Conrad
v.
Conrad

District Court of Appeal of Florida, Second DistrictOct 25, 1995
663 So. 2d 662 (Fla. Dist. Ct. App. 1995)

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No. 95-02287.

October 25, 1995.

Appeal from the Circuit Court, Charlotte County, Darryl C. Casanueva, J.

Warren R. Ross of Wotitzky, Wotitzky, Mizell Ross, P.A., Punta Gorda, for Appellant.

Mira Staggers White of White White, P.A., Port Charlotte, for Appellee.


Wendy Conrad appeals a nonfinal order entered after a final order on an authorized motion pursuant to Florida Rule of Appellate Procedure 9.130(a)(4). The order under appeal found the wife in willful civil contempt of a court order which required the parties and the minor child to submit to paternity blood-testing. We reverse because the order that the trial court referenced in its contempt order did not require the child to submit to paternity blood-testing.

The parties' marriage was dissolved in November 1992. The husband acknowledged paternity of the minor child and agreed to child support. In August 1993 the husband filed a motion to vacate the final judgment of dissolution, claiming that the wife fraudulently induced him into acknowledging the paternity of the child. The parties entered into a stipulation that they would undergo HLA blood-testing. On April 27, 1994, the court entered an Order Approving Stipulation Regarding HLA Blood-testing. In February 1995 the court entered an Order on Former Wife's Motion in Limine and ruled that the results of the blood tests would be sealed until the husband proved his claim that the wife procured the Settlement Agreement wherein he acknowledged that he was the father of the child through fraud, duress, or coercion.

In April 1995 the husband filed a motion for contempt, alleging that the parties had undergone blood-testing but that the wife was refusing to submit the child to any facility where a blood sample could be taken, contrary to the parties' stipulation. Following a hearing, the trial court found the wife in willful civil contempt for failing to submit the child to paternity blood-testing but allowed the wife to purge the contempt by delivering the child for blood-testing.

We conclude that the error of the trial court can be found in its order where it stated: "ORDERED AND ADJUDGED that: A. Former Wife is in willful civil contempt of the Court's Order, dated April 27, 1994, which provided that the parties and the minor child submit to paternity blood testing." There is nothing in that order requiring the child to submit to blood-testing. The stipulation of the parties which the order ratified addressed only the testing of the two parties. Thus, the trial court erred when it found the wife in contempt of court for disobeying the order of April 27, 1994. We, therefore, reverse the order of contempt.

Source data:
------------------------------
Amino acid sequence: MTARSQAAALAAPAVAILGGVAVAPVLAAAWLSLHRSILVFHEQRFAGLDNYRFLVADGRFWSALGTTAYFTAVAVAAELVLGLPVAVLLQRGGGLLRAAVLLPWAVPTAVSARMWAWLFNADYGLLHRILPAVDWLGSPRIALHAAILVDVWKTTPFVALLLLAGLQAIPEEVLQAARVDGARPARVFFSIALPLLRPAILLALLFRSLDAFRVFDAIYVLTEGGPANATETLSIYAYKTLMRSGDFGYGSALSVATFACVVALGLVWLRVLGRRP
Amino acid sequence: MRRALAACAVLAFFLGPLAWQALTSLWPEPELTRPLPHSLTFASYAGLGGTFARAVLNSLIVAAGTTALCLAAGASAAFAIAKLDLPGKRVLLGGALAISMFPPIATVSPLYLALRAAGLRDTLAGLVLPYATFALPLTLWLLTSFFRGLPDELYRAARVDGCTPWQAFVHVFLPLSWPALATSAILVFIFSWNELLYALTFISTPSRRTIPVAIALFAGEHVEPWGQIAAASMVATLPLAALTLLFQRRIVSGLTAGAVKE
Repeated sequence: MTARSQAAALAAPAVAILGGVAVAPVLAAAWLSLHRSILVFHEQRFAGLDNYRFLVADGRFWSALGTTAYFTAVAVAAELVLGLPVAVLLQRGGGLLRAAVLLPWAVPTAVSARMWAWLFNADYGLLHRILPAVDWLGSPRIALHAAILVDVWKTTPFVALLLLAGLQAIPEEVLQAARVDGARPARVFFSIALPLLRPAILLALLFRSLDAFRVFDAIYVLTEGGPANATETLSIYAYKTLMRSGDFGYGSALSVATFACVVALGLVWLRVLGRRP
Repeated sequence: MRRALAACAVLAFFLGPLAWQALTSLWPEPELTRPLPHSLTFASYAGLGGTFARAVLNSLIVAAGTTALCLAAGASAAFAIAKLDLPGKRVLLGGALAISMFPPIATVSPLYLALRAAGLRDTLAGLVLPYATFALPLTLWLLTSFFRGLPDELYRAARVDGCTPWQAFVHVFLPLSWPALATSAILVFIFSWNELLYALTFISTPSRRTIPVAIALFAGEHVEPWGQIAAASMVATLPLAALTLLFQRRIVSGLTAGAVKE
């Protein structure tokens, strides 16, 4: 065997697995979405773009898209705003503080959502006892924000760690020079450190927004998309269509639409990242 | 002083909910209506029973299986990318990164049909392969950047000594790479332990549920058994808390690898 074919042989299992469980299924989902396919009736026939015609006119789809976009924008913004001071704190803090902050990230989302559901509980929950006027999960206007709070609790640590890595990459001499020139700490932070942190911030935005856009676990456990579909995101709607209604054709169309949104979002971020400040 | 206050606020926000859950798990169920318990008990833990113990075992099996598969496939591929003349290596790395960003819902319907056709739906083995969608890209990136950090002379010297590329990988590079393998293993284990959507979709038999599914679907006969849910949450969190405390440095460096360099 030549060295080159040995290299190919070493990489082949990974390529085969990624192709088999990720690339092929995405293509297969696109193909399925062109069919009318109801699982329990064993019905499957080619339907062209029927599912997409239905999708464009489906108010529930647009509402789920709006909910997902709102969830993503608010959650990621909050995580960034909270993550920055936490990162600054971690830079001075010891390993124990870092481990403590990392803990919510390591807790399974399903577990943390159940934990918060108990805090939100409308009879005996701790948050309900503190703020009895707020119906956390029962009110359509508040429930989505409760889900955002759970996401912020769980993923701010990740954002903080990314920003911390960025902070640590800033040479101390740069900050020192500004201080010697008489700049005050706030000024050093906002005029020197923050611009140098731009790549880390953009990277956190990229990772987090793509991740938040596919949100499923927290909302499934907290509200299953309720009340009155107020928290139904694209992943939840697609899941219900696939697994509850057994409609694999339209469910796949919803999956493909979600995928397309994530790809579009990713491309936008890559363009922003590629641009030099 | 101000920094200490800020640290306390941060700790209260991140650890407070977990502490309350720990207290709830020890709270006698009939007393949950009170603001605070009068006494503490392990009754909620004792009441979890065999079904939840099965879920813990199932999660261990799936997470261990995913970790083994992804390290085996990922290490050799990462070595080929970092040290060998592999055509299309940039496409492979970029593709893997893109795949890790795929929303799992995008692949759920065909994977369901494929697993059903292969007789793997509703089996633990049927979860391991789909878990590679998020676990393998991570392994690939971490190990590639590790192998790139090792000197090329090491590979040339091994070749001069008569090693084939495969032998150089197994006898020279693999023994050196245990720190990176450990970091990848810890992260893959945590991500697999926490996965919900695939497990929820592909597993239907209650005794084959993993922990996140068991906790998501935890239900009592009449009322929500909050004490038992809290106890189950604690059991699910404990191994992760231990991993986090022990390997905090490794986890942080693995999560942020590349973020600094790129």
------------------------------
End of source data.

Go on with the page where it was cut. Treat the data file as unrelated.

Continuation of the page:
We write further to caution the trial court about the special considerations it must weigh before it orders blood tests in a case such as this. There is a strong presumption of a child's legitimacy based on the public policy of protecting the welfare of the child. Department of Health Rehabilitative Services v. Privette, 617 So.2d 305 (Fla. 1993). The child's interests must be represented by a guardian ad litem when a party raises the issue of the child's legitimacy. Privette, 617 So.2d at 308. The court must conduct a hearing to determine if "the child's best interests will be better served even if the blood test later proves the child's factual illegitimacy." Privette, 617 So.2d at 308. The trial court upon remand must consider these principles before it orders further testing.

Reversed and remanded.

DANAHY, A.C.J., and LAZZARA, J., concur.